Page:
Friday, July 22, 2011

Decapitated - Carnival Is Forever

Carnival Is Forever
Nuclear Blast Records/Riot! Entertainment/Warner Music Australia

After the tragic bus accident in 2007 that claimed the life drummer Witold ‘Vitek’ Kieltyka and put vocalist Adrian ‘Covan’ Kowanek into a coma, few would have genuinely expected Waclaw ‘Vogg’ Kieltyka to ever resurrect the name Decapitated. But against expectations, Vogg reassembled a whole new line-up (Including ex-Forgotten Souls/Ketha vocalist Rafal Piotrowski, bassist Filip ‘Heinrich’ Hałucha and drummer Kerim ‘Krimh’ Lechner), and toured the world under the Decapitated banner in honour of his fallen band members.
Having spent the last couple of years re-establishing themselves as a live act, the Polish outfit have now taken things to the next level and recorded a new album in ‘Carnival Is Forever’ – which is the band’s first album of new material since 2006’s ‘Organic Hallucinosis’.
Given that the line-up that makes up Decapitated these days is an entirely new one (Bar Vogg of course), some slight changes in sound and direction is something that can be expected from ‘Carnival Is Forever’. And sure enough, this album does represent a shift in direction for the band – and it’s a change that some may take a little getting used to.
The opening track ‘The Knife’ is a blasting fast paced introduction to the newly reborn Decapitated, and it’s an intense, heavy and darker return of the band. Technically dense, and yet strangely groovy at times (In a Meshuggah kind of way), ‘The Knife’ sounds like a natural step forward from where the band were heading with their last album, but different enough to showcase a progression in their time away.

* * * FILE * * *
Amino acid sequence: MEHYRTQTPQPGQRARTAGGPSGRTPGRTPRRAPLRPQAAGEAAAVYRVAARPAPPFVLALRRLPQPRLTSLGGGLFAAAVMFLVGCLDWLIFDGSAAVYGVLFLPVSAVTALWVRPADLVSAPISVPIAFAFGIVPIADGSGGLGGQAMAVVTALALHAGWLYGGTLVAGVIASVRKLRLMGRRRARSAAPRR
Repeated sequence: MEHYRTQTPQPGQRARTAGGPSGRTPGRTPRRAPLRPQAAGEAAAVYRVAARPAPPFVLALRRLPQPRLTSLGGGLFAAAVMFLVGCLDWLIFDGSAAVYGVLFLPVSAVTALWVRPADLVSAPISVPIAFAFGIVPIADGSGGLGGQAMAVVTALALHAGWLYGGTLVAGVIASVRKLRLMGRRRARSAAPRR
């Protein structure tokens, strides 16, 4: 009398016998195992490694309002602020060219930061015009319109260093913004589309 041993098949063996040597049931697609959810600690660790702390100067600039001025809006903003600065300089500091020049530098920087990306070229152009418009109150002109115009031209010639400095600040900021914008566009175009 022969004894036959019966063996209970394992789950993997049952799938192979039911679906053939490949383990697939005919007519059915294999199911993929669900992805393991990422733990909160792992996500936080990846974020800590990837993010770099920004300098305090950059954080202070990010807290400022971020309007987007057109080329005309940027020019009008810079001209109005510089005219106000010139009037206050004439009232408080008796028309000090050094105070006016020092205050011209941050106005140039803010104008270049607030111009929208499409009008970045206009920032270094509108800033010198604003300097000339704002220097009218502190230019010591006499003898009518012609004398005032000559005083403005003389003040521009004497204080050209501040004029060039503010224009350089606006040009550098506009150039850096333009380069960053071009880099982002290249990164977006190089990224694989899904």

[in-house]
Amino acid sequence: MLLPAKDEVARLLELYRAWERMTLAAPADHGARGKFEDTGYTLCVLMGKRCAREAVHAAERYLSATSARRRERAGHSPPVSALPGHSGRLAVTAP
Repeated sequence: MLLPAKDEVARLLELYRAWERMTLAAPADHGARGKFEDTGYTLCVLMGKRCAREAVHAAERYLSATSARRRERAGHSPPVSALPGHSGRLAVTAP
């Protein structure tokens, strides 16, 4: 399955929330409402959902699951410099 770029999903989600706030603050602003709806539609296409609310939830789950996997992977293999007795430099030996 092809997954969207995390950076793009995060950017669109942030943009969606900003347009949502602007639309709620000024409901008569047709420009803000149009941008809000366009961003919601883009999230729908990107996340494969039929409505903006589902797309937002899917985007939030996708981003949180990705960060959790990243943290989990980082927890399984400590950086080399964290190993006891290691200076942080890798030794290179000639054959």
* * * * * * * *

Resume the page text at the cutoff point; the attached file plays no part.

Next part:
‘United’ and ‘404’ are definite stand out tracks with their intricate guitar work, huge melodic grooves, relentless drum structures and aggressive vocal applications, while the slower and epic title track ‘Carnival Is Forever’ uses  subtle atmospherics in the background to add a sinister feel to proceedings, fuelling the bludgeoning effect of the song as a whole.
‘Homo Sum’ is surprisingly straightforward for most of its construction, and sounds oddly wide open and different with the guitar solo primarily backed only by the sounds of drums and gentle atmospheric noises, while the haunting acoustic instrumental piece ‘Silence’ is a little unexpected as an album closer, and only goes to show the band’s willingness to experiment and push their sound beyond their established technical death metal sound of old.
Further emphasising the band’s experimentation with direction can be found within the rhythmically catchy pairing of ‘A View From A Hole’ and ‘Pest’.
Decapitated have always been forward thinkers in terms of death metal, especially with their last couple of releases. In that respect, ‘Carnival Is Forever’ really isn’t that different. But while many would expect ‘Carnival Is Forever’ to be something more than just another death metal album, the change of sound and direction Decapitated have taken on this album may take some fans by surprise.
As long as you have an open mind (And ear), and remember that this is an entirely new make up of Decapitated, you’ll understand that ‘Carnival Is Forever’ really is another step forward for the band.

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© Justin Donnelly